The financial-services company has pressured CNN and Newsweek to hold off running coalition ads critical of Fidelity’s investment in PetroChina, a company whose parent, China National Petroleum, is one of Sudan’s largest oil-industry partners.
Clearly, when it comes to ad clout, Fidelity has the upper hand. The Save Darfur Coalition spent $18.9 million on advertising last year, according to TNS Media Intelligence, compared with Fidelity’s $230 million.
The coalition has also homed in on Berkshire Hathaway Corp. — another top investor in PetroChina — without incident. During a stockholders’ meeting last week in Nebraska, the coalition placed Berkshire-targeted ads on billboards in Omaha as well as in the Omaha World Herald and the regional USA Today.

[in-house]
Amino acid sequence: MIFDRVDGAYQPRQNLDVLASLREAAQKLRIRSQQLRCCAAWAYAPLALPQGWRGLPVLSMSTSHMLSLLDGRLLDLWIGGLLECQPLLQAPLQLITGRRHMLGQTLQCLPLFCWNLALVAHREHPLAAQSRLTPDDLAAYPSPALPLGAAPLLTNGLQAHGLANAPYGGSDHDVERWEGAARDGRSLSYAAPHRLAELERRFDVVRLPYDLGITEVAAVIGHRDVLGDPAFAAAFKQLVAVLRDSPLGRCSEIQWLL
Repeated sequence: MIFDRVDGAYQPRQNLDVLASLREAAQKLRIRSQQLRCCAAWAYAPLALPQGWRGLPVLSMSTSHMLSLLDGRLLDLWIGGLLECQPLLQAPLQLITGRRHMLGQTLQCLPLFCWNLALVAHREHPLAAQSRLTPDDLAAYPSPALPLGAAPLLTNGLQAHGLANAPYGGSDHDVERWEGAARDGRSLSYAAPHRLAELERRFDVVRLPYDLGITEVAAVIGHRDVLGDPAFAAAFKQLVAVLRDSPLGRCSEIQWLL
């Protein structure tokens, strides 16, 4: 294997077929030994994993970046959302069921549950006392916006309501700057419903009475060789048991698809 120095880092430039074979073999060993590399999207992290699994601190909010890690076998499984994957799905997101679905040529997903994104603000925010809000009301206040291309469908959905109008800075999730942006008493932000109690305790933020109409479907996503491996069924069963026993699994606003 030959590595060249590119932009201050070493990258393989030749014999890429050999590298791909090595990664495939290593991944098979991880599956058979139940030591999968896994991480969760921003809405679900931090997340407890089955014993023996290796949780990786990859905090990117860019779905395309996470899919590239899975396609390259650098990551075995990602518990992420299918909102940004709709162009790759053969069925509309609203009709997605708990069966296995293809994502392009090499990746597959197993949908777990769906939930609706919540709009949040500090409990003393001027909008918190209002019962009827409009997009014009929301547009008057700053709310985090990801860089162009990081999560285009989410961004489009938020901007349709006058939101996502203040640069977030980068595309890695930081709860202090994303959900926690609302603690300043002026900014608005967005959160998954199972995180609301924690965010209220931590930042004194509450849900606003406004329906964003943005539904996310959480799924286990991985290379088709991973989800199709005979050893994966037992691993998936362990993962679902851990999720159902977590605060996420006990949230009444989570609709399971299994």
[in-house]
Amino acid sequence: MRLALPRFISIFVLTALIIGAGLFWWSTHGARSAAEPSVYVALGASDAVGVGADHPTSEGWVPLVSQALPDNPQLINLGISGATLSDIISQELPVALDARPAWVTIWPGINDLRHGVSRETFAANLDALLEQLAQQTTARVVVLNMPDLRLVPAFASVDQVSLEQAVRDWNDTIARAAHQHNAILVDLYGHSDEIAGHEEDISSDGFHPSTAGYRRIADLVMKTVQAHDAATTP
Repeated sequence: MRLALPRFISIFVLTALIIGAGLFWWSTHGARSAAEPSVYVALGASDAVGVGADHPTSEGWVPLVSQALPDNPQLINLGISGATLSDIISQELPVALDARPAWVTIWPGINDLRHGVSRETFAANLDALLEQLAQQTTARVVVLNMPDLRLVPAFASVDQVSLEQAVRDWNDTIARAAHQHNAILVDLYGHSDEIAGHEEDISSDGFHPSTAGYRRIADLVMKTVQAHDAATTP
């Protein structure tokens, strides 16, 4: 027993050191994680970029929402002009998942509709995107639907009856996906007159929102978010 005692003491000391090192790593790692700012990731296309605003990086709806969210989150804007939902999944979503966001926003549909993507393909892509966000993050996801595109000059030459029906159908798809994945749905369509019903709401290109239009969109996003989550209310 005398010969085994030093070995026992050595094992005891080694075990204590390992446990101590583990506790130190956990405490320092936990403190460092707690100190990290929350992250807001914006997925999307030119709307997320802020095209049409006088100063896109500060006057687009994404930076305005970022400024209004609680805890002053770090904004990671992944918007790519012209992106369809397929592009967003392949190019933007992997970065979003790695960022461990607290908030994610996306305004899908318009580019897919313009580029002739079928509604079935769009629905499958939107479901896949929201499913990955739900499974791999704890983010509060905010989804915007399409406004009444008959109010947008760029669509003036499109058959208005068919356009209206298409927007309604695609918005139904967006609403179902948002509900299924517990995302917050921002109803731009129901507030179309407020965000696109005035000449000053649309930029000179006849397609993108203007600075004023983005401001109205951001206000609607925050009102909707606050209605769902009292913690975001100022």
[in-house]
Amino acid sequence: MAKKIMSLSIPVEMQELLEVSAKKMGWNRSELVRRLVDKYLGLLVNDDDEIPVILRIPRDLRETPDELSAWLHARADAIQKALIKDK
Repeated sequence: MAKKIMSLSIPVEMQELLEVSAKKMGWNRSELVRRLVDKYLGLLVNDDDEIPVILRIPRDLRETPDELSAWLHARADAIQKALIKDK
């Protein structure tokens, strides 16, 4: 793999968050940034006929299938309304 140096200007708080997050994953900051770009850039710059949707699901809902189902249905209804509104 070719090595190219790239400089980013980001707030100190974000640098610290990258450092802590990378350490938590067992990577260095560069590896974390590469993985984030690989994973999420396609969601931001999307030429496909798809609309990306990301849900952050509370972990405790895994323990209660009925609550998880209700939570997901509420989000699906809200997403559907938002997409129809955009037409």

Fidelity Flexes Its Media Muscle
I wrote my first ad for a political candidate when I was 17 years old. She won her race and I felt the seductive power of advertising for the first time. Today—after working for seven agencies in five states—I am now head of brand strategy and creative direction at Bonehook in Portland, Oregon.